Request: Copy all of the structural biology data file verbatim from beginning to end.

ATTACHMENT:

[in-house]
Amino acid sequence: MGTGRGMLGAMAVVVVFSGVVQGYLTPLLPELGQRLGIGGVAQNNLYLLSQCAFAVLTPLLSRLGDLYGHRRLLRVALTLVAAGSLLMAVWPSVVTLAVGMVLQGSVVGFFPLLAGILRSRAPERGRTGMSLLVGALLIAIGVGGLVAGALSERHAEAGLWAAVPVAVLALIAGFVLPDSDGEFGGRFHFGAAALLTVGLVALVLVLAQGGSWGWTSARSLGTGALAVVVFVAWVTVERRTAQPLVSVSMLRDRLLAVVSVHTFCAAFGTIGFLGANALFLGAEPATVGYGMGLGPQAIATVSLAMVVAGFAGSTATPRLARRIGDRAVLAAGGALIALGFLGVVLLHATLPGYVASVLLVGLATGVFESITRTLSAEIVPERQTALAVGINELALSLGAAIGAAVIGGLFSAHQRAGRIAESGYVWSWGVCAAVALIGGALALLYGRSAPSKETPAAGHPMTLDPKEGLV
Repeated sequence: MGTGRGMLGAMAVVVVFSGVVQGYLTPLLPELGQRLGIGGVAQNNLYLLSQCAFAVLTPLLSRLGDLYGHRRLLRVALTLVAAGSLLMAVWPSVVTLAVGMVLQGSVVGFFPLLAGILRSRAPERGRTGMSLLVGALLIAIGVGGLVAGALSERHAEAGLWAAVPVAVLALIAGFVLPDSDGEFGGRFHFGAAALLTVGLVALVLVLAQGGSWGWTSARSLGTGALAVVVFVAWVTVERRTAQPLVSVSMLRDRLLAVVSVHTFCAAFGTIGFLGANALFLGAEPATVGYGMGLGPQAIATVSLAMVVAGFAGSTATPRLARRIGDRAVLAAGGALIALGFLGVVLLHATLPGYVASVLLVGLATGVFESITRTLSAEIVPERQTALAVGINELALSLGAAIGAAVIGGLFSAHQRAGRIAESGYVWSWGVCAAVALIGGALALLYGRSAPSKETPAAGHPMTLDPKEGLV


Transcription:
[in-house]
Amino acid sequence: MGTGRGMLGAMAVVVVFSGVVQGYLTPLLPELGQRLGIGGVAQNNLYLLSQCAFAVLTPLLSRLGDLYGHRRLLRVALTLVAAGSLLMAVWPSVVTLAVGMVLQGSVVGFFPLLAGILRSRAPERGRTGMSLLVGALLIAIGVGGLVAGALSERHAEAGLWAAVPVAVLALIAGFVLPDSDGEFGGRFHFGAAALLTVGLVALVLVLAQGGSWGWTSARSLGTGALAVVVFVAWVTVERRTAQPLVSVSMLRDRLLAVVSVHTFCAAFGTIGFLGANALFLGAEPATVGYGMGLGPQAIATVSLAMVVAGFAGSTATPRLARRIGDRAVLAAGGALIALGFLGVVLLHATLPGYVASVLLVGLATGVFESITRTLSAEIVPERQTALAVGINELALSLGAAIGAAVIGGLFSAHQRAGRIAESGYVWSWGVCAAVALIGGALALLYGRSAPSKETPAAGHPMTLDPKEGLV
Repeated sequence: MGTGRGMLGAMAVVVVFSGVVQGYLTPLLPELGQRLGIGGVAQNNLYLLSQCAFAVLTPLLSRLGDLYGHRRLLRVALTLVAAGSLLMAVWPSVVTLAVGMVLQGSVVGFFPLLAGILRSRAPERGRTGMSLLVGALLIAIGVGGLVAGALSERHAEAGLWAAVPVAVLALIAGFVLPDSDGEFGGRFHFGAAALLTVGLVALVLVLAQGGSWGWTSARSLGTGALAVVVFVAWVTVERRTAQPLVSVSMLRDRLLAVVSVHTFCAAFGTIGFLGANALFLGAEPATVGYGMGLGPQAIATVSLAMVVAGFAGSTATPRLARRIGDRAVLAAGGALIALGFLGVVLLHATLPGYVASVLLVGLATGVFESITRTLSAEIVPERQTALAVGINELALSLGAAIGAAVIGGLFSAHQRAGRIAESGYVWSWGVCAAVALIGGALALLYGRSAPSKETPAAGHPMTLDPKEGLV